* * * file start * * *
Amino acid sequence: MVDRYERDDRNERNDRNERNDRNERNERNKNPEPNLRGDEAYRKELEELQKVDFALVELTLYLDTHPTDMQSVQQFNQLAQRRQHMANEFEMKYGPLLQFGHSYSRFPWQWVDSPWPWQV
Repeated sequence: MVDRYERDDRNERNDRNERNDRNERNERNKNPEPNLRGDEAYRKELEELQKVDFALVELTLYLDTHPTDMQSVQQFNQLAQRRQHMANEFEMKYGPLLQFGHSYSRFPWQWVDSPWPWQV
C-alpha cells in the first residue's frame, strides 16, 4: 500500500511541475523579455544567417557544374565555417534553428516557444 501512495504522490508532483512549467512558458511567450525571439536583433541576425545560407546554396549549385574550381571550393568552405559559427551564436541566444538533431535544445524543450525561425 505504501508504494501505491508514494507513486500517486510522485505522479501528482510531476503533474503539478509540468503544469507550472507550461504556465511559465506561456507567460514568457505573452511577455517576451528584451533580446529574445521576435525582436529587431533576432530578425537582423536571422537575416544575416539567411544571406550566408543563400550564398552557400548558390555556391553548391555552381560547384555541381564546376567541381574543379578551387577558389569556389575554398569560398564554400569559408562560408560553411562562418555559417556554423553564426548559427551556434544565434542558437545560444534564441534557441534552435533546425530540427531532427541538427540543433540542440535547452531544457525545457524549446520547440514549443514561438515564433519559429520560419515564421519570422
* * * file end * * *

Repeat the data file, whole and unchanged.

Amino acid sequence: MVDRYERDDRNERNDRNERNDRNERNERNKNPEPNLRGDEAYRKELEELQKVDFALVELTLYLDTHPTDMQSVQQFNQLAQRRQHMANEFEMKYGPLLQFGHSYSRFPWQWVDSPWPWQV
Repeated sequence: MVDRYERDDRNERNDRNERNDRNERNERNKNPEPNLRGDEAYRKELEELQKVDFALVELTLYLDTHPTDMQSVQQFNQLAQRRQHMANEFEMKYGPLLQFGHSYSRFPWQWVDSPWPWQV
C-alpha cells in the first residue's frame, strides 16, 4: 500500500511541475523579455544567417557544374565555417534553428516557444 501512495504522490508532483512549467512558458511567450525571439536583433541576425545560407546554396549549385574550381571550393568552405559559427551564436541566444538533431535544445524543450525561425 505504501508504494501505491508514494507513486500517486510522485505522479501528482510531476503533474503539478509540468503544469507550472507550461504556465511559465506561456507567460514568457505573452511577455517576451528584451533580446529574445521576435525582436529587431533576432530578425537582423536571422537575416544575416539567411544571406550566408543563400550564398552557400548558390555556391553548391555552381560547384555541381564546376567541381574543379578551387577558389569556389575554398569560398564554400569559408562560408560553411562562418555559417556554423553564426548559427551556434544565434542558437545560444534564441534557441534552435533546425530540427531532427541538427540543433540542440535547452531544457525545457524549446520547440514549443514561438515564433519559429520560419515564421519570422